China's COMAC learns plane building isn't easy
By Siva Govindasamy
SINGAPORE Feb 12 (Reuters) - Chinese planemaker COMAC is learning the hard way as it tries to compete with heavyweights Airbus and Boeing in developing a narrow-body aircraft, apparently exposed to the perils of the supply chain and program management issues.
Advance orders for Commercial Aircraft Corp of China Ltd's C919 have slowed to a trickle, with the company setting a modest target of 30 orders for this year. Total orders for China's only homegrown commercial jet last year stood at 400.
The C919's first flight was originally scheduled for 2014, but it has been delayed until end-2015 at the earliest as the state-owned company copes with the difficulties of embarking on an aircraft development program virtually from scratch.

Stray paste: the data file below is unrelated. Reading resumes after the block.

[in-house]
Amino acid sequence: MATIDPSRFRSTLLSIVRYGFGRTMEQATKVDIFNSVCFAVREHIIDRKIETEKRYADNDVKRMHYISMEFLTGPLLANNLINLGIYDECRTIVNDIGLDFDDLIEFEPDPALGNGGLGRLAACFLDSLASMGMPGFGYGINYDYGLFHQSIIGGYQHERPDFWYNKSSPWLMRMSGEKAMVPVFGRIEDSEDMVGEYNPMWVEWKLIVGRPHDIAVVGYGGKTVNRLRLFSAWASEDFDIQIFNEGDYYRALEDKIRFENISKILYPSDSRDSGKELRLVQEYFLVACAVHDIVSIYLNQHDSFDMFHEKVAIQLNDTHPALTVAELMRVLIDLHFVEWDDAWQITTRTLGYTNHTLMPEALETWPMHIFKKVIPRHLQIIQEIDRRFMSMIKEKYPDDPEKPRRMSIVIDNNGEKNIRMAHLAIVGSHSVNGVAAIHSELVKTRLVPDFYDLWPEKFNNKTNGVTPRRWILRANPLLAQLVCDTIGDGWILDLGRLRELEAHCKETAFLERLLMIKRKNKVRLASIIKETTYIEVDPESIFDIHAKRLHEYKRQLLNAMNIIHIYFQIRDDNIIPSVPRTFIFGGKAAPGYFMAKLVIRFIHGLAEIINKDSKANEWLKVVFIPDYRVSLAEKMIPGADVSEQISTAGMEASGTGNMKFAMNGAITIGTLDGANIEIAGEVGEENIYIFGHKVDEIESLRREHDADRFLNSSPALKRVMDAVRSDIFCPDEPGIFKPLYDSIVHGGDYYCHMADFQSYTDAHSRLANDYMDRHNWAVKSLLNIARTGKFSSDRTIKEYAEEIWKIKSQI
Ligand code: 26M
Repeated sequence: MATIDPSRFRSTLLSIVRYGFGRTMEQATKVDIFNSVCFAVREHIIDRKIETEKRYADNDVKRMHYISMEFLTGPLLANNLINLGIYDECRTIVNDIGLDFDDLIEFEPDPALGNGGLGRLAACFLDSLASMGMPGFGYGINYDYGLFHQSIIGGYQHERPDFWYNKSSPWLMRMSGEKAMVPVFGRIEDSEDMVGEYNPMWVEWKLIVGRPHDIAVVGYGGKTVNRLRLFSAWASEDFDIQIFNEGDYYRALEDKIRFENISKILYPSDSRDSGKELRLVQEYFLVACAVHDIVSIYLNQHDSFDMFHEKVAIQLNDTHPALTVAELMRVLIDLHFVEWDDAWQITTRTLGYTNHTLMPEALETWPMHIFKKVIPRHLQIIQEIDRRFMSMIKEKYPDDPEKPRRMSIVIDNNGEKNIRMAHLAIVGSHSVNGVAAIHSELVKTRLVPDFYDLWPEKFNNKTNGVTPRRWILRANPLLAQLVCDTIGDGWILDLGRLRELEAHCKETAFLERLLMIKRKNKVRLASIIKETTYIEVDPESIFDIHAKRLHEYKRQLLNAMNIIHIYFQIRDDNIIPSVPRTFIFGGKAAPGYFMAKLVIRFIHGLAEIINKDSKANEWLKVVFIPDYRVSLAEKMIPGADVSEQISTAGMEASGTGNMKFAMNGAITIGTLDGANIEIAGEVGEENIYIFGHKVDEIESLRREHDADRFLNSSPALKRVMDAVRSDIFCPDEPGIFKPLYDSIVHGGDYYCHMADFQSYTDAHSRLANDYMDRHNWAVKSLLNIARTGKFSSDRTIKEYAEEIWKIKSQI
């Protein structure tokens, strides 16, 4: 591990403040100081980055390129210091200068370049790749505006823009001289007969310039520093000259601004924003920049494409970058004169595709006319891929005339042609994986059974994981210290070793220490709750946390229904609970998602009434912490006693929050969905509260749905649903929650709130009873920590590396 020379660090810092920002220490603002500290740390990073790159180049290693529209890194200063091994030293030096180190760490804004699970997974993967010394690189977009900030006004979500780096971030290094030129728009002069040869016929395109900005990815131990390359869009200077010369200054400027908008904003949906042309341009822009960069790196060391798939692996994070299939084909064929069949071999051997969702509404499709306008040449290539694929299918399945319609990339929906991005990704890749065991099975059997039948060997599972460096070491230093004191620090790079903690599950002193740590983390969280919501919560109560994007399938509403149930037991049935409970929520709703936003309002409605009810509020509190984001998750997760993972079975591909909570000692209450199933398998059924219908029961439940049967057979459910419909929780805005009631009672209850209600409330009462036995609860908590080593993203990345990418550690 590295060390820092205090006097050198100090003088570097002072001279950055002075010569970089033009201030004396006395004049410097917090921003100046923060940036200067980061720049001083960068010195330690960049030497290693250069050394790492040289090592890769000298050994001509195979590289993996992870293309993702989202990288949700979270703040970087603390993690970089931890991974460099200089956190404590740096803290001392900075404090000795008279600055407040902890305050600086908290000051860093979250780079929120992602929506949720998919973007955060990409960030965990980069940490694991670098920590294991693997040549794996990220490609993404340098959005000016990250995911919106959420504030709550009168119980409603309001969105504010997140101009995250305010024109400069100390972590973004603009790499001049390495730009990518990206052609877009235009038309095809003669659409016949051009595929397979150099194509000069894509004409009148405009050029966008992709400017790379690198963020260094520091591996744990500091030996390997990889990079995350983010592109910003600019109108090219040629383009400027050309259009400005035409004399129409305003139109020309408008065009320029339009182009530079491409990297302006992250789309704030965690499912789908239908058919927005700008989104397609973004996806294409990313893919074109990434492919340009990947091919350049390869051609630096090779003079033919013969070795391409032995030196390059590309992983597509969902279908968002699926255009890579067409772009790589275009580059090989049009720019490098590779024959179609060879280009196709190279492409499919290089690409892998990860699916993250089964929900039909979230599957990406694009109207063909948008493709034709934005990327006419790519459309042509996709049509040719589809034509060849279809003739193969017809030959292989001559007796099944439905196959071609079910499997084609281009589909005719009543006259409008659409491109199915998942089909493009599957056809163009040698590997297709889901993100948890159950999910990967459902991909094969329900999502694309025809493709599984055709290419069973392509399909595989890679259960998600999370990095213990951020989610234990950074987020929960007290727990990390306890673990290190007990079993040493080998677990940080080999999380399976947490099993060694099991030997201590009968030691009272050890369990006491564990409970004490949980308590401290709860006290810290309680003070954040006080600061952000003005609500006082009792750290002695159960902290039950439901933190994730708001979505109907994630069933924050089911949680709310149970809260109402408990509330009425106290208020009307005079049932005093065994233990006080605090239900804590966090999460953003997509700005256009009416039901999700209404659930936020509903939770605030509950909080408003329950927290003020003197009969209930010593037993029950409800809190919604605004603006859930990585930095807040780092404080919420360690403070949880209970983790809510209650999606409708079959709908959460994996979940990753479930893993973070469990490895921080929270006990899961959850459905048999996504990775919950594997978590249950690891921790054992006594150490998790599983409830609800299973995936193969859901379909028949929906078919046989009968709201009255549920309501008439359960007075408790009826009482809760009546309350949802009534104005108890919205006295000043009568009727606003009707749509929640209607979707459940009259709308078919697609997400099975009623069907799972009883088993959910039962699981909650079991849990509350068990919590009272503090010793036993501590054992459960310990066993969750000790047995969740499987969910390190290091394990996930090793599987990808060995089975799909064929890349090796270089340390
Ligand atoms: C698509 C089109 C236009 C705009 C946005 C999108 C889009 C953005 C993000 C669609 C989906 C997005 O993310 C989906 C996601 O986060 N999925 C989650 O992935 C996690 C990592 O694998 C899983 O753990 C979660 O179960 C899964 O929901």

A senior official at engine-maker CFM, the sole supplier of engines for the C919, says most of COMAC's difficulties can simply be put down to inexperience.
COMAC, founded in 2008, is tasked with assembling China's first large commercial aircraft.
"I think they need really more experienced program management and they're poking around and trying to find that experience and bring that in-house," Chaker Chahrour, executive vice-president at CFM, told reporters at the Singapore Airshow.
"Building an airplane is not an easy task. It requires a lot of work with a lot of suppliers. I think they have some difficulty with some suppliers and bringing them all to the same party at the same time has been a little bit difficult, and that is why they announced a delay to the first flight."
The order and delivery of parts for new aircraft is highly complicated, and delays or other technical problems can bring development to standstill. Continued...